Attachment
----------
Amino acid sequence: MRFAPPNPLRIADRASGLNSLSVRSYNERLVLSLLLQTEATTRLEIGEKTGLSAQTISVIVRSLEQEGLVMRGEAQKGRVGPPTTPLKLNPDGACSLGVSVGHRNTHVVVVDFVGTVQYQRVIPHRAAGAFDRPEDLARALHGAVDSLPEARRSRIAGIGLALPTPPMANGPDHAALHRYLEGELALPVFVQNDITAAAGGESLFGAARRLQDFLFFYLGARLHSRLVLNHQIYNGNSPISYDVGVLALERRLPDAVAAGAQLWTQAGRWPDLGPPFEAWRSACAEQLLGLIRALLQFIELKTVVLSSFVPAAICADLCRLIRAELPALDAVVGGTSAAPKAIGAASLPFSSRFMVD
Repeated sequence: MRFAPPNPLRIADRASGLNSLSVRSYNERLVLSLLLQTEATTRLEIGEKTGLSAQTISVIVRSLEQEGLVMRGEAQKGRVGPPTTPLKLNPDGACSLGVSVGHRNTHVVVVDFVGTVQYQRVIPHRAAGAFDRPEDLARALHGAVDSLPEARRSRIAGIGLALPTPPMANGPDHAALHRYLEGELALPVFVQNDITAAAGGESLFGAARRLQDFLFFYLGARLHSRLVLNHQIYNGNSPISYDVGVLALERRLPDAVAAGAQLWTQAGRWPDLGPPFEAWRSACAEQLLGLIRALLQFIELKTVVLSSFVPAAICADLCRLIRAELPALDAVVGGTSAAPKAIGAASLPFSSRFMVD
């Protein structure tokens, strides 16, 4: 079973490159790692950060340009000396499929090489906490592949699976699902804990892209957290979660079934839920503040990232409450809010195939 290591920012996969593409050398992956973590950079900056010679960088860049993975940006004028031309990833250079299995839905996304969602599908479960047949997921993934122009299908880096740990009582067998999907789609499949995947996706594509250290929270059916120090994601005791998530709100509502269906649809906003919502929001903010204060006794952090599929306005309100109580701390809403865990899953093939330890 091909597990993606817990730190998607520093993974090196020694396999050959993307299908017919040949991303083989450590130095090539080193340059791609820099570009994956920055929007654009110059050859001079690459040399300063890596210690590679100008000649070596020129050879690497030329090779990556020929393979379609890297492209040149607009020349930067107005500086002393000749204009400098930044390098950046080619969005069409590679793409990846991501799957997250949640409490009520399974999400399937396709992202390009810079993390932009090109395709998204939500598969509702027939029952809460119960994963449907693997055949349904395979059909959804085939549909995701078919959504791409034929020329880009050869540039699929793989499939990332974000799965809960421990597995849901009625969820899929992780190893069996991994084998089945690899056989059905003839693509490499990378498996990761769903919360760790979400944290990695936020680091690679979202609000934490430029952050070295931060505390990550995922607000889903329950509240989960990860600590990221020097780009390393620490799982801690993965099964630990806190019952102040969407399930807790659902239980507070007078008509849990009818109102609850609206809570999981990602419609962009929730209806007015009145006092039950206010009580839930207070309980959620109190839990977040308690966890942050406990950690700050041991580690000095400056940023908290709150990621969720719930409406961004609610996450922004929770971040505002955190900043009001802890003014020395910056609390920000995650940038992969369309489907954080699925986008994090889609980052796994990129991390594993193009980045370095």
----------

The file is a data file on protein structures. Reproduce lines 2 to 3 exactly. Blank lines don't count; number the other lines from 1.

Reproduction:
Repeated sequence: MRFAPPNPLRIADRASGLNSLSVRSYNERLVLSLLLQTEATTRLEIGEKTGLSAQTISVIVRSLEQEGLVMRGEAQKGRVGPPTTPLKLNPDGACSLGVSVGHRNTHVVVVDFVGTVQYQRVIPHRAAGAFDRPEDLARALHGAVDSLPEARRSRIAGIGLALPTPPMANGPDHAALHRYLEGELALPVFVQNDITAAAGGESLFGAARRLQDFLFFYLGARLHSRLVLNHQIYNGNSPISYDVGVLALERRLPDAVAAGAQLWTQAGRWPDLGPPFEAWRSACAEQLLGLIRALLQFIELKTVVLSSFVPAAICADLCRLIRAELPALDAVVGGTSAAPKAIGAASLPFSSRFMVD
């Protein structure tokens, strides 16, 4: 079973490159790692950060340009000396499929090489906490592949699976699902804990892209957290979660079934839920503040990232409450809010195939 290591920012996969593409050398992956973590950079900056010679960088860049993975940006004028031309990833250079299995839905996304969602599908479960047949997921993934122009299908880096740990009582067998999907789609499949995947996706594509250290929270059916120090994601005791998530709100509502269906649809906003919502929001903010204060006794952090599929306005309100109580701390809403865990899953093939330890 091909597990993606817990730190998607520093993974090196020694396999050959993307299908017919040949991303083989450590130095090539080193340059791609820099570009994956920055929007654009110059050859001079690459040399300063890596210690590679100008000649070596020129050879690497030329090779990556020929393979379609890297492209040149607009020349930067107005500086002393000749204009400098930044390098950046080619969005069409590679793409990846991501799957997250949640409490009520399974999400399937396709992202390009810079993390932009090109395709998204939500598969509702027939029952809460119960994963449907693997055949349904395979059909959804085939549909995701078919959504791409034929020329880009050869540039699929793989499939990332974000799965809960421990597995849901009625969820899929992780190893069996991994084998089945690899056989059905003839693509490499990378498996990761769903919360760790979400944290990695936020680091690679979202609000934490430029952050070295931060505390990550995922607000889903329950509240989960990860600590990221020097780009390393620490799982801690993965099964630990806190019952102040969407399930807790659902239980507070007078008509849990009818109102609850609206809570999981990602419609962009929730209806007015009145006092039950206010009580839930207070309980959620109190839990977040308690966890942050406990950690700050041991580690000095400056940023908290709150990621969720719930409406961004609610996450922004929770971040505002955190900043009001802890003014020395910056609390920000995650940038992969369309489907954080699925986008994090889609980052796994990129991390594993193009980045370095």